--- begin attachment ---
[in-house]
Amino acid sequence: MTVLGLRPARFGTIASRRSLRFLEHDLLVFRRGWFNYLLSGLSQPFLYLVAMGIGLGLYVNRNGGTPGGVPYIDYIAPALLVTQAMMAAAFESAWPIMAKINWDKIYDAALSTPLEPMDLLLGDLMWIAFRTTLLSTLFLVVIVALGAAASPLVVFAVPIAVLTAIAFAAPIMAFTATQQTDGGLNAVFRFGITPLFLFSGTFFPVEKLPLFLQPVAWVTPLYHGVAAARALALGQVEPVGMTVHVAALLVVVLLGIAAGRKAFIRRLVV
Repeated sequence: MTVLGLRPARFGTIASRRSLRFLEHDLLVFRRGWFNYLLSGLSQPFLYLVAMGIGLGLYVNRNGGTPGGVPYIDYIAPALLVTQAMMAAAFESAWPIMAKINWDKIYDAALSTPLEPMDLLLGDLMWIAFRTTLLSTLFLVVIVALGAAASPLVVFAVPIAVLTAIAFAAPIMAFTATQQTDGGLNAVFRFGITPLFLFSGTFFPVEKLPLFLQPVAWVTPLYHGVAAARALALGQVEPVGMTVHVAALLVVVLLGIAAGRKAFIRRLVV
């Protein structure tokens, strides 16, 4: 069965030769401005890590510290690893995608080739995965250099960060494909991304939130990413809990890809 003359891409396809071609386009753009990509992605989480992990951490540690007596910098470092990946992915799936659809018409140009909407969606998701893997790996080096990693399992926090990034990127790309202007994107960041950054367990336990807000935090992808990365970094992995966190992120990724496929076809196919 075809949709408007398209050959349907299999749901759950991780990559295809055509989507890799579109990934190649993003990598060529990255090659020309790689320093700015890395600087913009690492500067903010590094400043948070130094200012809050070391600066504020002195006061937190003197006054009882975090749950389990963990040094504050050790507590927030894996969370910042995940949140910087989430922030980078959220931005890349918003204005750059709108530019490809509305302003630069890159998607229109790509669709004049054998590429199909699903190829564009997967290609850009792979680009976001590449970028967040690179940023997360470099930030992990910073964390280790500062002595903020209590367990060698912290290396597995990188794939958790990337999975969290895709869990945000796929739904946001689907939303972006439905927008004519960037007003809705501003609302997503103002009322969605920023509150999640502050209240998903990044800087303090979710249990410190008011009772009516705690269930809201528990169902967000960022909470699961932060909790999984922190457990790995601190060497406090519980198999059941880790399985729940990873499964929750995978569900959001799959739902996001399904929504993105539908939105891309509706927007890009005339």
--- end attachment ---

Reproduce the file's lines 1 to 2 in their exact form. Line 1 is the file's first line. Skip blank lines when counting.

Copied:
[in-house]
Amino acid sequence: MTVLGLRPARFGTIASRRSLRFLEHDLLVFRRGWFNYLLSGLSQPFLYLVAMGIGLGLYVNRNGGTPGGVPYIDYIAPALLVTQAMMAAAFESAWPIMAKINWDKIYDAALSTPLEPMDLLLGDLMWIAFRTTLLSTLFLVVIVALGAAASPLVVFAVPIAVLTAIAFAAPIMAFTATQQTDGGLNAVFRFGITPLFLFSGTFFPVEKLPLFLQPVAWVTPLYHGVAAARALALGQVEPVGMTVHVAALLVVVLLGIAAGRKAFIRRLVV